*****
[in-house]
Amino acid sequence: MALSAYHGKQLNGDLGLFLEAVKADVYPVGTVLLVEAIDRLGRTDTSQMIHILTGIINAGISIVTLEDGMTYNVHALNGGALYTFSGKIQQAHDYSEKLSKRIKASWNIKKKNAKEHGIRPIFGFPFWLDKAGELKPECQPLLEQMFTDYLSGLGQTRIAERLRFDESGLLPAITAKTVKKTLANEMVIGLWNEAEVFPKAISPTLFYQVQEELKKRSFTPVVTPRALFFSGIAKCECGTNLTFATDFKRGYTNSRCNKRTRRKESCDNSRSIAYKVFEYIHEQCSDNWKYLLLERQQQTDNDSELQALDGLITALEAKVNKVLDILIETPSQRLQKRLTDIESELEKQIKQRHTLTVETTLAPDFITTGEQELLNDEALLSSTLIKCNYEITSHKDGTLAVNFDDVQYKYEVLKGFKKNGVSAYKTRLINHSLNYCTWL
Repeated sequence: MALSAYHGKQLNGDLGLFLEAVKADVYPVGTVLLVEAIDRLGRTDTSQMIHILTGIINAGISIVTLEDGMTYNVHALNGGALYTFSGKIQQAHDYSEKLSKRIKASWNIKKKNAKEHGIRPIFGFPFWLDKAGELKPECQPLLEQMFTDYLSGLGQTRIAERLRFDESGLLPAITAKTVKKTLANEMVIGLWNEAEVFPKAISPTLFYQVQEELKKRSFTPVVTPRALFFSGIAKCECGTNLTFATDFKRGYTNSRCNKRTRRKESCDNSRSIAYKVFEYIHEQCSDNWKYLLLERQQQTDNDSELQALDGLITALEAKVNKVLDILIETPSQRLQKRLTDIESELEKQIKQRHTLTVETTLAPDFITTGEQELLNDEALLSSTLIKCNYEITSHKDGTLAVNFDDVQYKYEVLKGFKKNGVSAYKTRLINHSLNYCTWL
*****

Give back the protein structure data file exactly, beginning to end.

[in-house]
Amino acid sequence: MALSAYHGKQLNGDLGLFLEAVKADVYPVGTVLLVEAIDRLGRTDTSQMIHILTGIINAGISIVTLEDGMTYNVHALNGGALYTFSGKIQQAHDYSEKLSKRIKASWNIKKKNAKEHGIRPIFGFPFWLDKAGELKPECQPLLEQMFTDYLSGLGQTRIAERLRFDESGLLPAITAKTVKKTLANEMVIGLWNEAEVFPKAISPTLFYQVQEELKKRSFTPVVTPRALFFSGIAKCECGTNLTFATDFKRGYTNSRCNKRTRRKESCDNSRSIAYKVFEYIHEQCSDNWKYLLLERQQQTDNDSELQALDGLITALEAKVNKVLDILIETPSQRLQKRLTDIESELEKQIKQRHTLTVETTLAPDFITTGEQELLNDEALLSSTLIKCNYEITSHKDGTLAVNFDDVQYKYEVLKGFKKNGVSAYKTRLINHSLNYCTWL
Repeated sequence: MALSAYHGKQLNGDLGLFLEAVKADVYPVGTVLLVEAIDRLGRTDTSQMIHILTGIINAGISIVTLEDGMTYNVHALNGGALYTFSGKIQQAHDYSEKLSKRIKASWNIKKKNAKEHGIRPIFGFPFWLDKAGELKPECQPLLEQMFTDYLSGLGQTRIAERLRFDESGLLPAITAKTVKKTLANEMVIGLWNEAEVFPKAISPTLFYQVQEELKKRSFTPVVTPRALFFSGIAKCECGTNLTFATDFKRGYTNSRCNKRTRRKESCDNSRSIAYKVFEYIHEQCSDNWKYLLLERQQQTDNDSELQALDGLITALEAKVNKVLDILIETPSQRLQKRLTDIESELEKQIKQRHTLTVETTLAPDFITTGEQELLNDEALLSSTLIKCNYEITSHKDGTLAVNFDDVQYKYEVLKGFKKNGVSAYKTRLINHSLNYCTWL